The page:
Mourning Religion

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William B. Parsons, William Barclay Parsons, Diane Elizabeth Jonte-Pace, Susan E. Henking
University of Virginia Press, 2008 - Philosophy - 273 pages
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Late nineteenth- and early twentieth-century theorists such as Freud, Durkheim, Weber, and Marx built their intellectual edifices on what they thought would be the remains or ruins of religion in the wake of modernization. But today the decline and disappearance of religion can no longer be simply assumed. In the face of contemporary entanglements of religion and violence, the establishment of meaning and morality remains troubling; the experience of loss and change remains, paradoxically, constant; and new theoretical perspectives--feminism, race studies, postcolonial studies, queer studies, postmodernism--have emerged, challenging the works that mourned religion and created meaning in earlier periods. The effects of this ongoing experience of mourning and symbolic loss on culture, on subjectivity, and on the academic disciplines of religious studies, though immense, are poorly understood and underinterpreted.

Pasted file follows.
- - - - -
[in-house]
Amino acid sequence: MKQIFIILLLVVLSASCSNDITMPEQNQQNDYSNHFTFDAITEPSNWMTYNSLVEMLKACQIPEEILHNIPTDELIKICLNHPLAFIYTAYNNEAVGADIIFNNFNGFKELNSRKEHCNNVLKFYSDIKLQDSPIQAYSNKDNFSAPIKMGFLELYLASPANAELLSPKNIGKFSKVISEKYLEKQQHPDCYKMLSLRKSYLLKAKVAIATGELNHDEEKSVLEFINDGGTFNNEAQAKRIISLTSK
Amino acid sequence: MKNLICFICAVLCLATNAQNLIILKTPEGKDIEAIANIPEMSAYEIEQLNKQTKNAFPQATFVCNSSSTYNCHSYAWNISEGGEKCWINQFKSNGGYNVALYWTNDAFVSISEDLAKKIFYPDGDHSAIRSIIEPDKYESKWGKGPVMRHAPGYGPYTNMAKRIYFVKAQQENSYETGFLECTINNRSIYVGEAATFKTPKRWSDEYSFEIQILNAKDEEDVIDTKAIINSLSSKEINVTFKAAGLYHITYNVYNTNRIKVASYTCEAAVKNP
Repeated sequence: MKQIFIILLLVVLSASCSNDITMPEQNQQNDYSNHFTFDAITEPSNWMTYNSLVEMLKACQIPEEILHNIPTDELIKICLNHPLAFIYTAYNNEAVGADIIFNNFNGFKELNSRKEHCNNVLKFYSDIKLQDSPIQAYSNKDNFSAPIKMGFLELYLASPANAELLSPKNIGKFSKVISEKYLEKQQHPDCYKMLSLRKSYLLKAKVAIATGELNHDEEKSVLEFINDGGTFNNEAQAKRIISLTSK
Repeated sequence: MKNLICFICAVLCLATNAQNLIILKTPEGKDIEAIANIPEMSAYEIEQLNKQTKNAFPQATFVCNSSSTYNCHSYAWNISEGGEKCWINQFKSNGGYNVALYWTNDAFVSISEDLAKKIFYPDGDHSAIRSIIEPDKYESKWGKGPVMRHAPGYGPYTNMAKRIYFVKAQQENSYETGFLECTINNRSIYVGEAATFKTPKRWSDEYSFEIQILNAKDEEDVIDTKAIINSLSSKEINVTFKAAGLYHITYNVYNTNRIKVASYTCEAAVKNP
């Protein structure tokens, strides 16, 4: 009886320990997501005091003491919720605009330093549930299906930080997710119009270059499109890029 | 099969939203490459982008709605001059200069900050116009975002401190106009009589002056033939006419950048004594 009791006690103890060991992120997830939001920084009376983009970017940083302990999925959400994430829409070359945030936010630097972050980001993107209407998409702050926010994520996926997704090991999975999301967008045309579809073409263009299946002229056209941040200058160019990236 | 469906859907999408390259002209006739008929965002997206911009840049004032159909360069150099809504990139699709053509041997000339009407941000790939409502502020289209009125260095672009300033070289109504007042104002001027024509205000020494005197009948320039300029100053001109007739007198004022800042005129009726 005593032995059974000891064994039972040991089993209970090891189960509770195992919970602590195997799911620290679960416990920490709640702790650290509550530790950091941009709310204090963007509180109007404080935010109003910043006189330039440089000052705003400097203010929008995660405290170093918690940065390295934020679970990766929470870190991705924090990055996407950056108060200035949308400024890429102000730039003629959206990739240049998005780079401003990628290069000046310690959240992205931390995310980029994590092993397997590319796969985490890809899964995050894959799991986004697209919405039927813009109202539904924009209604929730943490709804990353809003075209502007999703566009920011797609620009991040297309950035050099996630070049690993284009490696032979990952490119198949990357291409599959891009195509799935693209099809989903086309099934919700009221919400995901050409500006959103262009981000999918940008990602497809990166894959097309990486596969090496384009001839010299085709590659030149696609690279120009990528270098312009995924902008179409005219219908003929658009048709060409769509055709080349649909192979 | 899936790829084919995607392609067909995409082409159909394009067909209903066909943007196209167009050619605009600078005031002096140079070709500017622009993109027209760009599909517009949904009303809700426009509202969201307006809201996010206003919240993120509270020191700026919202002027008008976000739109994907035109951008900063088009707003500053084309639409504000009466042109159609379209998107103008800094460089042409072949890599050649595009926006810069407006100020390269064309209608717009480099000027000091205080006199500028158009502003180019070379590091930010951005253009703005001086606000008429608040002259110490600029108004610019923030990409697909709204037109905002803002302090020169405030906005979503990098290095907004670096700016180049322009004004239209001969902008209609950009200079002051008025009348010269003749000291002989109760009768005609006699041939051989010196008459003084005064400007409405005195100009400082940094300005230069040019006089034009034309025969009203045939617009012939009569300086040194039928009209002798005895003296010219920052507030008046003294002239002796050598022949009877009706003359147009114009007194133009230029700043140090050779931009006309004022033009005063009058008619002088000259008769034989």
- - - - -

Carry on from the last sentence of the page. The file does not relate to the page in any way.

In order to correct this lacuna in scholarly thought, this volume brings together a notable group of scholars who examine the ways in which recent cultural transformations inform the place of religion in the modern world. Methodologically, they represent the intersection of religious studies and the social scientific study of religion, bringing the disciplines of psychology, sociology, and anthropology into this dialogue.

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Contents

LOSS AND THEORY FORMATION
11
Framing Symbolic Loss
44
Mourning and Method in Psychoanalytic Studies
63
Copyright

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About the author (2008)

William B. Parsons is Associate Professor in the Department of Religious Studies at Rice University. He and Diane Jonte-Pace coedited Religion and Psychology: Mapping the Terrain. Diane Jonte-Pace is Vice Provost for Undergraduate Studies and Professor in the Department of Religious Studies at Santa Clara University. Susan E. Henking is Professor in the Department of Religious Studies at Hobart and William Smith Colleges. She is the coeditor of Que(e)rying Religion.

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